I was expecting this project to be a challenge because I don't have the finest, precision motor skills or the best vision. That ended up being an issue, but not a real problem. What I hadn't been expecting was all the modifications I needed to make to the pieces. In my mind, a kit means you should be ready to rumble with only minor fussing.
Apparently, that is not the case. Now, I get that parts might have excess plastic from being removed from the sprue (the non-part plastic that holds the pieces together) and I felt marginally capable of using an Exacto knife, fine. But my whole interior section (except the pilots, which I insisted must stay) had to be scrapped because it was a fraction too wide for the fuselage to fit around it. Pete assured me this was the kit's issue, not my clumsy hands' fault. Shouldn't the pieces of a model just fit together?!
Also, I had to do a lot of trimming and scraping of plastic edges to get some seams to match up more precisely. Other seams didn't fit flushly, so I had to use putty to fill the gap. (That was actually fun, but not something I'd have expected to have to do.)
Here are all the first-coat painted parts. The gloss silver enamel paint didn't coat as smoothly as I would have liked. (Advanced modelers use spray paint, but I didn't fancy masking all those tiny windows!)
Here's the almost-finished version (only missing the decals). Most of the colors are accurate--the body was most often metallic silver, the propellers were black with those yellow edges, and the navigation lights and location of numbers (next photo) are accurate. But I took some liberties, because I was doing this for fun. Hence the orange tail (though both paints are Testors' gloss enamels, though the orange has 100x better coverage and a much smoother look. I'm now wishing I'd painted the whole thing orange, and apparently some Dutch versions of the plane were entirely orange, but I wanted silver for a more retro look).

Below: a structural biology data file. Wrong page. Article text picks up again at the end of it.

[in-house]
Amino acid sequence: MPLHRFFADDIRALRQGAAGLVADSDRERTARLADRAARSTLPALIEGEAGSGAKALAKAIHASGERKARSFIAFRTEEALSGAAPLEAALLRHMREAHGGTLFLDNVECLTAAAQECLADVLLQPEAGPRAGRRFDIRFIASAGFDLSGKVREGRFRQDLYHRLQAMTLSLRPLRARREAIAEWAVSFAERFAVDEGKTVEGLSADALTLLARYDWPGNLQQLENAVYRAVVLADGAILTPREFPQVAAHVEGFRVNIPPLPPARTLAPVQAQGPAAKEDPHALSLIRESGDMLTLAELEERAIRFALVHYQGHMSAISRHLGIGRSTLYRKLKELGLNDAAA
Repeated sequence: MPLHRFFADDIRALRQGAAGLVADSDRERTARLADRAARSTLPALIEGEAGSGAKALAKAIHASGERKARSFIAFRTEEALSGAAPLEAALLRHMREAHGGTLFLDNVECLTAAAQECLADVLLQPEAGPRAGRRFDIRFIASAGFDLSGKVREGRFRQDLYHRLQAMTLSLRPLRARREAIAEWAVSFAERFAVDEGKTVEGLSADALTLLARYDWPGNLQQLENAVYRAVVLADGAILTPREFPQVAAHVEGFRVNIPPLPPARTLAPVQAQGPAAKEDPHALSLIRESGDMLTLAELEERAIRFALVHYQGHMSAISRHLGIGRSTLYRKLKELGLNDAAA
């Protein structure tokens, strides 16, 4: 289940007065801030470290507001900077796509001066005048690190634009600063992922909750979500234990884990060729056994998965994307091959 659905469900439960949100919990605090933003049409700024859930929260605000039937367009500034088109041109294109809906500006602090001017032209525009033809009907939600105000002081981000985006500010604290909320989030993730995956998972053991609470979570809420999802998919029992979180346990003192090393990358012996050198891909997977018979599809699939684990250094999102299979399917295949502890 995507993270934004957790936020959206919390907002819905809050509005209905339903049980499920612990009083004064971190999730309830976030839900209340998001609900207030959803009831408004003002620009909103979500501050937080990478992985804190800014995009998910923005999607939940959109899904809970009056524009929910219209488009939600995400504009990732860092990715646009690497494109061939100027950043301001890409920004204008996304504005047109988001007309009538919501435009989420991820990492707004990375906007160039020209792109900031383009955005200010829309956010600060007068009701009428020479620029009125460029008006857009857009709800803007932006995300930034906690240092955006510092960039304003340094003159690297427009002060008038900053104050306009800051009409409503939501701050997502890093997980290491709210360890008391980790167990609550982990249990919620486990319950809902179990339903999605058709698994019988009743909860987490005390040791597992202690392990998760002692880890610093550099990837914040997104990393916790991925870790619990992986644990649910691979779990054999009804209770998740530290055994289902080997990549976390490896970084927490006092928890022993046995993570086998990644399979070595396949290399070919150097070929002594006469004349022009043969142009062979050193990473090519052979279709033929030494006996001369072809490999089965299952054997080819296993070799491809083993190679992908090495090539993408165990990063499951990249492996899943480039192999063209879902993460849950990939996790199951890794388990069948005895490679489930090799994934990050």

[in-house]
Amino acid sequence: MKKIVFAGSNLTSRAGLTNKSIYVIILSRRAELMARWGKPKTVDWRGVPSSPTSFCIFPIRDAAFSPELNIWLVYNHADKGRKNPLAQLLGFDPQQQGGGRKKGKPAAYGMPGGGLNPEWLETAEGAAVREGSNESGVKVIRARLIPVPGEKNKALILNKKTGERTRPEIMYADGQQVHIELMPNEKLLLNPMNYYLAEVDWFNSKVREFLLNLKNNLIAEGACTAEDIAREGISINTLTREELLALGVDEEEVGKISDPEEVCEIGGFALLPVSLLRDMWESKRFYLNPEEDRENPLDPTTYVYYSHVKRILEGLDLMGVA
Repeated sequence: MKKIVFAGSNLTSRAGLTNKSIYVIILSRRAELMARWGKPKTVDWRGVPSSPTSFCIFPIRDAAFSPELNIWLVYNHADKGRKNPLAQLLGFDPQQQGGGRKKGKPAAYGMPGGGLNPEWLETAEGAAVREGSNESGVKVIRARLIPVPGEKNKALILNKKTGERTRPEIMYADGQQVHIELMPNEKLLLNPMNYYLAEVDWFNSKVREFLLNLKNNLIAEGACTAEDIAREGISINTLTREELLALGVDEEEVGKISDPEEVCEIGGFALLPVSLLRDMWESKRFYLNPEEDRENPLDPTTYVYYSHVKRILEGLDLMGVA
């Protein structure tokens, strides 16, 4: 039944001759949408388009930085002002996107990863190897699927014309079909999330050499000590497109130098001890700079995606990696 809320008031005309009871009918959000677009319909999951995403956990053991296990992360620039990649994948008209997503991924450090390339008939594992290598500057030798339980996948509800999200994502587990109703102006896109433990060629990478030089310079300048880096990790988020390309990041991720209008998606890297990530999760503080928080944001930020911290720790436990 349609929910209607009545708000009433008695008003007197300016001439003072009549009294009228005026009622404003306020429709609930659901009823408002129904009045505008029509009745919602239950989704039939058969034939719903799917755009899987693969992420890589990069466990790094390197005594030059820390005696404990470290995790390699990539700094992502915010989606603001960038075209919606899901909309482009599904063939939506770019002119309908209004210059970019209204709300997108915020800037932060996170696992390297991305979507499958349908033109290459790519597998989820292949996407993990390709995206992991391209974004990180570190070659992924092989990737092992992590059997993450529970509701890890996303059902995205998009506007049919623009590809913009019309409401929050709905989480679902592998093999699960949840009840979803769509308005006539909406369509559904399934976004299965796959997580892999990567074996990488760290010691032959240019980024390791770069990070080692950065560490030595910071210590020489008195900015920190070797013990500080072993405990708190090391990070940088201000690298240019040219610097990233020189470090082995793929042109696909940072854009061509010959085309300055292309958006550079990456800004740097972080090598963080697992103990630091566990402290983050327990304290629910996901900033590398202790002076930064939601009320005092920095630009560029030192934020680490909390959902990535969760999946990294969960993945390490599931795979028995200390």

Apparently, adding the water-transfer decals is sometimes tricky, but for me that was the easiest bit. I had some awesome rabbit decals for the rudders, but they had disintegrated due to age. Fortunately, Pete had some Flying Tigers decals, which are just as cool. The rest of the decals are those from my Grandmother.
The only one you can't see in the previous photo, on the port wing, is this one. Ignore the crappy painting job and instead marvel at the cuteness of the decal and how nicely it lays over a three-dimensional surfaces!
I enjoyed the process, overall, but don't think I'll be making any other models any time soon! (Though I am fascinated about creating landscapes for train layouts...)
Crimes Against HorticultureJean recently posted some photos of very bad planting and pruning techniques. I suggested she post them to Billy Goodnick's Flickr group, Crimes Against Horticulture, which she did. That reminded me there was a house in a nearby neighborhood whose photo I was meaning to take to add to the group myself.
Blogger Grumble #459After fixing the "Read More!" that Blogger was automatically adding to all my posts, I switched to the new editor, assuming new was synonymous with improved. HA!
Where the heck did the spellchecker go, and why can I only upload one photo at a time? I used to be able to upload 5 at a time, and the spellchecker icon was obvious.
And I had this post almost completely done, when I went to hit return and somehow the whole screen went blank/all content was erased. No big deal, I hadn't saved it, so I navigated away from the window and came back... to an empty screen. Blogger had automatically saved the cleared screen, which meant I had to re-do the whole post. Where do I set the timing for autosaves?
Also line spacing seems to be randomly weird.